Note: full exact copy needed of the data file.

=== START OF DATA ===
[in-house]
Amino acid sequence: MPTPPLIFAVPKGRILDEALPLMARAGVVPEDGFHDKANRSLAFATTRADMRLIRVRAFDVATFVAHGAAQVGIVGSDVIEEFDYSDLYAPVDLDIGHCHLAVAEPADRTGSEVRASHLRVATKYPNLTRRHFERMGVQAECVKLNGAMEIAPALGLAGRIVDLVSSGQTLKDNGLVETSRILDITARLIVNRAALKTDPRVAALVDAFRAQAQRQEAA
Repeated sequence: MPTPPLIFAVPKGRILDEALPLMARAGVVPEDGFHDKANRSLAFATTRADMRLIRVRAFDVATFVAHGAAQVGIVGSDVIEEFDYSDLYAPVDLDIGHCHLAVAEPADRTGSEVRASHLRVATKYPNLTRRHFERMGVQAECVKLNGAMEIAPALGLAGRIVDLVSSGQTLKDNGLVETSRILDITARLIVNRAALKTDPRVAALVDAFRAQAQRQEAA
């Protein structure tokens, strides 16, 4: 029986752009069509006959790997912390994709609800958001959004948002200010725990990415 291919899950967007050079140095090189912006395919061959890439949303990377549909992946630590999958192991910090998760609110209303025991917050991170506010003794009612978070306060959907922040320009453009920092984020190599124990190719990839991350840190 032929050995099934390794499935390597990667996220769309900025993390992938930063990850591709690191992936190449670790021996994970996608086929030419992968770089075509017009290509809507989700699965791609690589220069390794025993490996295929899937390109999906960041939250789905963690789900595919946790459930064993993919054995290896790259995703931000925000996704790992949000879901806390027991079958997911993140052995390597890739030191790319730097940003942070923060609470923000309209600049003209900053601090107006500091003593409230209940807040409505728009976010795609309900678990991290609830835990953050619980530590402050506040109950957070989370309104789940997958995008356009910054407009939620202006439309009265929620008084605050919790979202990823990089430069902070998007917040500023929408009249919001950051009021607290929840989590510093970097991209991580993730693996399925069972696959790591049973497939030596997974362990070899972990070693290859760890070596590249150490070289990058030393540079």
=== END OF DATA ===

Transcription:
[in-house]
Amino acid sequence: MPTPPLIFAVPKGRILDEALPLMARAGVVPEDGFHDKANRSLAFATTRADMRLIRVRAFDVATFVAHGAAQVGIVGSDVIEEFDYSDLYAPVDLDIGHCHLAVAEPADRTGSEVRASHLRVATKYPNLTRRHFERMGVQAECVKLNGAMEIAPALGLAGRIVDLVSSGQTLKDNGLVETSRILDITARLIVNRAALKTDPRVAALVDAFRAQAQRQEAA
Repeated sequence: MPTPPLIFAVPKGRILDEALPLMARAGVVPEDGFHDKANRSLAFATTRADMRLIRVRAFDVATFVAHGAAQVGIVGSDVIEEFDYSDLYAPVDLDIGHCHLAVAEPADRTGSEVRASHLRVATKYPNLTRRHFERMGVQAECVKLNGAMEIAPALGLAGRIVDLVSSGQTLKDNGLVETSRILDITARLIVNRAALKTDPRVAALVDAFRAQAQRQEAA
């Protein structure tokens, strides 16, 4: 029986752009069509006959790997912390994709609800958001959004948002200010725990990415 291919899950967007050079140095090189912006395919061959890439949303990377549909992946630590999958192991910090998760609110209303025991917050991170506010003794009612978070306060959907922040320009453009920092984020190599124990190719990839991350840190 032929050995099934390794499935390597990667996220769309900025993390992938930063990850591709690191992936190449670790021996994970996608086929030419992968770089075509017009290509809507989700699965791609690589220069390794025993490996295929899937390109999906960041939250789905963690789900595919946790459930064993993919054995290896790259995703931000925000996704790992949000879901806390027991079958997911993140052995390597890739030191790319730097940003942070923060609470923000309209600049003209900053601090107006500091003593409230209940807040409505728009976010795609309900678990991290609830835990953050619980530590402050506040109950957070989370309104789940997958995008356009910054407009939620202006439309009265929620008084605050919790979202990823990089430069902070998007917040500023929408009249919001950051009021607290929840989590510093970097991209991580993730693996399925069972696959790591049973497939030596997974362990070899972990070693290859760890070596590249150490070289990058030393540079």